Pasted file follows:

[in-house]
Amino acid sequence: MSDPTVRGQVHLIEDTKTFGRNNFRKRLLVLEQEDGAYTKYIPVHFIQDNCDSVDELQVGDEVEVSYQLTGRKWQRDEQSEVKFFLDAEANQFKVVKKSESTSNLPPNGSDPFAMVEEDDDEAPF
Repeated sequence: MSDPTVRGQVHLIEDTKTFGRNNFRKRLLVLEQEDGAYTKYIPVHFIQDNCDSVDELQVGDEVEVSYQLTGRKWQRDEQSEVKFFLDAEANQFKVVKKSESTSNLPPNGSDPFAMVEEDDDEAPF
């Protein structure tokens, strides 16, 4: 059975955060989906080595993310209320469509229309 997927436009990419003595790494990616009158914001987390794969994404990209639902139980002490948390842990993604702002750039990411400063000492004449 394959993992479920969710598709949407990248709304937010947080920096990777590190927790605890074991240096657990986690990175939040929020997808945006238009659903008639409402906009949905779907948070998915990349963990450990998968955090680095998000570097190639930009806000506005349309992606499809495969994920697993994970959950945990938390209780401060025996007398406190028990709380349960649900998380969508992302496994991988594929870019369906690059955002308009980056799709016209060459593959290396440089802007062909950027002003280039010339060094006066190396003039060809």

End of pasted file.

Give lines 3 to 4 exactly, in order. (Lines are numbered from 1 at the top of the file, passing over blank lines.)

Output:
Repeated sequence: MSDPTVRGQVHLIEDTKTFGRNNFRKRLLVLEQEDGAYTKYIPVHFIQDNCDSVDELQVGDEVEVSYQLTGRKWQRDEQSEVKFFLDAEANQFKVVKKSESTSNLPPNGSDPFAMVEEDDDEAPF
């Protein structure tokens, strides 16, 4: 059975955060989906080595993310209320469509229309 997927436009990419003595790494990616009158914001987390794969994404990209639902139980002490948390842990993604702002750039990411400063000492004449 394959993992479920969710598709949407990248709304937010947080920096990777590190927790605890074991240096657990986690990175939040929020997808945006238009659903008639409402906009949905779907948070998915990349963990450990998968955090680095998000570097190639930009806000506005349309992606499809495969994920697993994970959950945990938390209780401060025996007398406190028990709380349960649900998380969508992302496994991988594929870019369906690059955002308009980056799709016209060459593959290396440089802007062909950027002003280039010339060094006066190396003039060809």